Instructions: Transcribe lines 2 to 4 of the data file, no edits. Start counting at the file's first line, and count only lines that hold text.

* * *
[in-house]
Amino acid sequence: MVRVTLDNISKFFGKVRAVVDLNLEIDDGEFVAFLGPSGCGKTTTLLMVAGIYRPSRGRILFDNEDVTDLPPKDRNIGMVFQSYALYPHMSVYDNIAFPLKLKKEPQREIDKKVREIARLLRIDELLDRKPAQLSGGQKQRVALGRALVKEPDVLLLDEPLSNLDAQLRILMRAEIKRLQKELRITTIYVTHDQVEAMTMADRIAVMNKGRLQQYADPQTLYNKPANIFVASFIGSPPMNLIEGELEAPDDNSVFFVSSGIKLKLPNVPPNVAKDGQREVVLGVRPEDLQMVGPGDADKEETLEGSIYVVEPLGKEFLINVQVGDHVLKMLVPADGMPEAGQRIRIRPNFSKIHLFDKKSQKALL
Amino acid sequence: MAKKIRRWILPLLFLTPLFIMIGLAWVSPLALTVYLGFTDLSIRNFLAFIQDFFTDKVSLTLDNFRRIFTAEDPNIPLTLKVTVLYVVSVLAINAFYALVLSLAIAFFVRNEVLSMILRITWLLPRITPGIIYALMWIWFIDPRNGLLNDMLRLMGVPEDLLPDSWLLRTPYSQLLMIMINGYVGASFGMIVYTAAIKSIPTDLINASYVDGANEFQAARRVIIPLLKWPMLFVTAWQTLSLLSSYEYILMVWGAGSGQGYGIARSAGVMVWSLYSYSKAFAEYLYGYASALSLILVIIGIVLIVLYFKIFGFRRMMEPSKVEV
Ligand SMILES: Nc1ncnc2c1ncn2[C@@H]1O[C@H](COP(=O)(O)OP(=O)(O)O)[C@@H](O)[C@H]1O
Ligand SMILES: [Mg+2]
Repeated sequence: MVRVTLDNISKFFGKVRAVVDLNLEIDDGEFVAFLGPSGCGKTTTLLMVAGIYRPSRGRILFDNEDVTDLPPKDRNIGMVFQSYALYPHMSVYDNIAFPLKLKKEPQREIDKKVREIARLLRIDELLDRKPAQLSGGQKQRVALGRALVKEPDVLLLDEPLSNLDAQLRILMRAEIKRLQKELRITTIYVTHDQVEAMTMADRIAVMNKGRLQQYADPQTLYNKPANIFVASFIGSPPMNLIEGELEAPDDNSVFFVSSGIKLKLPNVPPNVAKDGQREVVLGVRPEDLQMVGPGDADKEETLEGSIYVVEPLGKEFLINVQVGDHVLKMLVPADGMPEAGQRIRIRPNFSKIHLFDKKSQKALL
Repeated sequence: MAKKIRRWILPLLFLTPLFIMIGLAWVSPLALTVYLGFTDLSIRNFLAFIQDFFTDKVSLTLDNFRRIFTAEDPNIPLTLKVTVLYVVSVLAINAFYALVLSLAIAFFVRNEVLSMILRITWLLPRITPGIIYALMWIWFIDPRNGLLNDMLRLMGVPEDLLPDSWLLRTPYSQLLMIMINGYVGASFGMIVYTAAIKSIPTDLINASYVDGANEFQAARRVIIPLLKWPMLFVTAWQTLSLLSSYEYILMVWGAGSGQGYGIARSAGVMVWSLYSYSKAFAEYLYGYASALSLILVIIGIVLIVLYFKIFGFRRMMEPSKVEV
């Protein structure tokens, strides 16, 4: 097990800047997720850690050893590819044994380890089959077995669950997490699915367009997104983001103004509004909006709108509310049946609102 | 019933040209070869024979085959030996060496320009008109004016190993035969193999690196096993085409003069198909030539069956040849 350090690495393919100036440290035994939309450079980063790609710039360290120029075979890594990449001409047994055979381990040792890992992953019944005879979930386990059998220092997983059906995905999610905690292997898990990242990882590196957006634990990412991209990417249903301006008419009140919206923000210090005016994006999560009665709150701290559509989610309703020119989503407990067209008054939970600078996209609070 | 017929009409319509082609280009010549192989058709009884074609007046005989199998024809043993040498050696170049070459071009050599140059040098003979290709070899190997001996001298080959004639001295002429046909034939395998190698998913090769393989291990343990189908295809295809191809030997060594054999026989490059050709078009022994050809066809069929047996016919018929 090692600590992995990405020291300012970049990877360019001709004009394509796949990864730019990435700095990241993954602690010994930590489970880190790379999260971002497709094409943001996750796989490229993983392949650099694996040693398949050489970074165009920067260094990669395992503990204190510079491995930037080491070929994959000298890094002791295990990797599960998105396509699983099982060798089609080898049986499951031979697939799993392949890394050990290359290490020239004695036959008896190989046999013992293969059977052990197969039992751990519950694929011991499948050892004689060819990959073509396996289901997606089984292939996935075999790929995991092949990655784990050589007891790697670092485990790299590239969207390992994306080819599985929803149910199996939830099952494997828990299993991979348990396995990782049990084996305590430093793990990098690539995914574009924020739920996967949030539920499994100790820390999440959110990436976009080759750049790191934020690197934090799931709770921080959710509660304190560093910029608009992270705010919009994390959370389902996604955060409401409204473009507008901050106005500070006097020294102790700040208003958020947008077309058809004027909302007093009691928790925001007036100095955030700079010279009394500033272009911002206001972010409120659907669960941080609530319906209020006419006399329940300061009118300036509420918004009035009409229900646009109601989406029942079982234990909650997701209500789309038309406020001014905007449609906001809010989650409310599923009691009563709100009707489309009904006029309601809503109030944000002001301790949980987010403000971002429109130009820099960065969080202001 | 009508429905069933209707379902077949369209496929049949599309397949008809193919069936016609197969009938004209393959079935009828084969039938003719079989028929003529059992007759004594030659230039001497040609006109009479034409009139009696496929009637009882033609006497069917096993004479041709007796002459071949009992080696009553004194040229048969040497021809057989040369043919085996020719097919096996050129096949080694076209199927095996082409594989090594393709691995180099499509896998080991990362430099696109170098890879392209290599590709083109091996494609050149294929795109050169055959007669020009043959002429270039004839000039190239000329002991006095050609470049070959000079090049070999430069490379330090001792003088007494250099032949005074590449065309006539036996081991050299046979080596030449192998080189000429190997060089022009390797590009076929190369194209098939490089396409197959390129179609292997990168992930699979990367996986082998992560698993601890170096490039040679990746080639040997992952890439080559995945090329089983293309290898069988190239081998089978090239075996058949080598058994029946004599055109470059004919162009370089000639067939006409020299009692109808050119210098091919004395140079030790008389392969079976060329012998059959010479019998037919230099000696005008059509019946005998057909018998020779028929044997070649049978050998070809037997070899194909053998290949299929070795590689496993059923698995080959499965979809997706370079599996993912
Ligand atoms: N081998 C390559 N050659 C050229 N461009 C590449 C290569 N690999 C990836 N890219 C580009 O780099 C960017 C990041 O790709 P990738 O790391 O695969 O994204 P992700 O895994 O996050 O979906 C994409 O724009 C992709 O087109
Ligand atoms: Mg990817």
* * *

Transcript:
Amino acid sequence: MVRVTLDNISKFFGKVRAVVDLNLEIDDGEFVAFLGPSGCGKTTTLLMVAGIYRPSRGRILFDNEDVTDLPPKDRNIGMVFQSYALYPHMSVYDNIAFPLKLKKEPQREIDKKVREIARLLRIDELLDRKPAQLSGGQKQRVALGRALVKEPDVLLLDEPLSNLDAQLRILMRAEIKRLQKELRITTIYVTHDQVEAMTMADRIAVMNKGRLQQYADPQTLYNKPANIFVASFIGSPPMNLIEGELEAPDDNSVFFVSSGIKLKLPNVPPNVAKDGQREVVLGVRPEDLQMVGPGDADKEETLEGSIYVVEPLGKEFLINVQVGDHVLKMLVPADGMPEAGQRIRIRPNFSKIHLFDKKSQKALL
Amino acid sequence: MAKKIRRWILPLLFLTPLFIMIGLAWVSPLALTVYLGFTDLSIRNFLAFIQDFFTDKVSLTLDNFRRIFTAEDPNIPLTLKVTVLYVVSVLAINAFYALVLSLAIAFFVRNEVLSMILRITWLLPRITPGIIYALMWIWFIDPRNGLLNDMLRLMGVPEDLLPDSWLLRTPYSQLLMIMINGYVGASFGMIVYTAAIKSIPTDLINASYVDGANEFQAARRVIIPLLKWPMLFVTAWQTLSLLSSYEYILMVWGAGSGQGYGIARSAGVMVWSLYSYSKAFAEYLYGYASALSLILVIIGIVLIVLYFKIFGFRRMMEPSKVEV
Ligand SMILES: Nc1ncnc2c1ncn2[C@@H]1O[C@H](COP(=O)(O)OP(=O)(O)O)[C@@H](O)[C@H]1O